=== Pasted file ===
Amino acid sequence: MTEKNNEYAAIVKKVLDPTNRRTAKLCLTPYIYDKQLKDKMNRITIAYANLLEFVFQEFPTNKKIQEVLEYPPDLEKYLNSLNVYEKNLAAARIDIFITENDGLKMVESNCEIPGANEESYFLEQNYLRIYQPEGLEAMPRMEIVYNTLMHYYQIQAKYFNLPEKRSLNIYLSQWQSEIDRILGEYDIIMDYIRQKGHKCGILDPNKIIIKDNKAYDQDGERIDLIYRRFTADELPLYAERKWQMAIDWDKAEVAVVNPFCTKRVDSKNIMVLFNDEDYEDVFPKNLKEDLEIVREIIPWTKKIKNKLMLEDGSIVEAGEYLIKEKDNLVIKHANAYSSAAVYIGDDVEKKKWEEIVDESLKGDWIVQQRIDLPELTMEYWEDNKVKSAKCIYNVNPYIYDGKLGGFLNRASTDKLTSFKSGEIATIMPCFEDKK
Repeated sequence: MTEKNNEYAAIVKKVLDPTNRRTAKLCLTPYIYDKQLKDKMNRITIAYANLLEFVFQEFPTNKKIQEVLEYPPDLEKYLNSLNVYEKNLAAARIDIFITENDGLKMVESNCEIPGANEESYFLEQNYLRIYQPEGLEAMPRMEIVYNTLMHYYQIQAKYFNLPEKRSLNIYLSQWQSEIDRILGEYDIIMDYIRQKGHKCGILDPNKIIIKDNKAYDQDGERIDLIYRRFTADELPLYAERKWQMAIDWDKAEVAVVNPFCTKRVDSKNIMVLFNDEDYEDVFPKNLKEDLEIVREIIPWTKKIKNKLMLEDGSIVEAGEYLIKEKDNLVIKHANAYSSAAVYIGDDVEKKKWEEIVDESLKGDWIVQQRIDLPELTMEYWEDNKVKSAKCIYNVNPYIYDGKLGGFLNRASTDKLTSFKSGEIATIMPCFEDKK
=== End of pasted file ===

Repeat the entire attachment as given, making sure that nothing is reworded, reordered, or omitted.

Amino acid sequence: MTEKNNEYAAIVKKVLDPTNRRTAKLCLTPYIYDKQLKDKMNRITIAYANLLEFVFQEFPTNKKIQEVLEYPPDLEKYLNSLNVYEKNLAAARIDIFITENDGLKMVESNCEIPGANEESYFLEQNYLRIYQPEGLEAMPRMEIVYNTLMHYYQIQAKYFNLPEKRSLNIYLSQWQSEIDRILGEYDIIMDYIRQKGHKCGILDPNKIIIKDNKAYDQDGERIDLIYRRFTADELPLYAERKWQMAIDWDKAEVAVVNPFCTKRVDSKNIMVLFNDEDYEDVFPKNLKEDLEIVREIIPWTKKIKNKLMLEDGSIVEAGEYLIKEKDNLVIKHANAYSSAAVYIGDDVEKKKWEEIVDESLKGDWIVQQRIDLPELTMEYWEDNKVKSAKCIYNVNPYIYDGKLGGFLNRASTDKLTSFKSGEIATIMPCFEDKK
Repeated sequence: MTEKNNEYAAIVKKVLDPTNRRTAKLCLTPYIYDKQLKDKMNRITIAYANLLEFVFQEFPTNKKIQEVLEYPPDLEKYLNSLNVYEKNLAAARIDIFITENDGLKMVESNCEIPGANEESYFLEQNYLRIYQPEGLEAMPRMEIVYNTLMHYYQIQAKYFNLPEKRSLNIYLSQWQSEIDRILGEYDIIMDYIRQKGHKCGILDPNKIIIKDNKAYDQDGERIDLIYRRFTADELPLYAERKWQMAIDWDKAEVAVVNPFCTKRVDSKNIMVLFNDEDYEDVFPKNLKEDLEIVREIIPWTKKIKNKLMLEDGSIVEAGEYLIKEKDNLVIKHANAYSSAAVYIGDDVEKKKWEEIVDESLKGDWIVQQRIDLPELTMEYWEDNKVKSAKCIYNVNPYIYDGKLGGFLNRASTDKLTSFKSGEIATIMPCFEDKK